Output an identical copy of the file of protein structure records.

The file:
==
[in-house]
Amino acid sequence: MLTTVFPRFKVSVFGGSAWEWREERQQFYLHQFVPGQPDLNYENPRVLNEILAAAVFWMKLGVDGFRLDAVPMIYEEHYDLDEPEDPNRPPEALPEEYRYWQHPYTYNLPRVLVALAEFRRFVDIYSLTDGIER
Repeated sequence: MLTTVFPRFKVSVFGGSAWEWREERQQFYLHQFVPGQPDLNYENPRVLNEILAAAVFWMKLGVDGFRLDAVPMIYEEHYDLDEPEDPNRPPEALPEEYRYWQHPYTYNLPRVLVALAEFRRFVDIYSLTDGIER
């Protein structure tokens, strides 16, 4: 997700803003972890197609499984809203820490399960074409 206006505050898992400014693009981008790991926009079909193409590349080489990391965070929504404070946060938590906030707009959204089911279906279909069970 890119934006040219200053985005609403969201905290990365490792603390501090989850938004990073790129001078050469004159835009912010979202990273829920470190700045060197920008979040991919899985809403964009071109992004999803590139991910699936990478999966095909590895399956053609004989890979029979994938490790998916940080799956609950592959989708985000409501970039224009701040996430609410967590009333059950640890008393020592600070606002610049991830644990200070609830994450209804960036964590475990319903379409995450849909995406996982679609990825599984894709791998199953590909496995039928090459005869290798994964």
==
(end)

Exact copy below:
[in-house]
Amino acid sequence: MLTTVFPRFKVSVFGGSAWEWREERQQFYLHQFVPGQPDLNYENPRVLNEILAAAVFWMKLGVDGFRLDAVPMIYEEHYDLDEPEDPNRPPEALPEEYRYWQHPYTYNLPRVLVALAEFRRFVDIYSLTDGIER
Repeated sequence: MLTTVFPRFKVSVFGGSAWEWREERQQFYLHQFVPGQPDLNYENPRVLNEILAAAVFWMKLGVDGFRLDAVPMIYEEHYDLDEPEDPNRPPEALPEEYRYWQHPYTYNLPRVLVALAEFRRFVDIYSLTDGIER
């Protein structure tokens, strides 16, 4: 997700803003972890197609499984809203820490399960074409 206006505050898992400014693009981008790991926009079909193409590349080489990391965070929504404070946060938590906030707009959204089911279906279909069970 890119934006040219200053985005609403969201905290990365490792603390501090989850938004990073790129001078050469004159835009912010979202990273829920470190700045060197920008979040991919899985809403964009071109992004999803590139991910699936990478999966095909590895399956053609004989890979029979994938490790998916940080799956609950592959989708985000409501970039224009701040996430609410967590009333059950640890008393020592600070606002610049991830644990200070609830994450209804960036964590475990319903379409995450849909995406996982679609990825599984894709791998199953590909496995039928090459005869290798994964």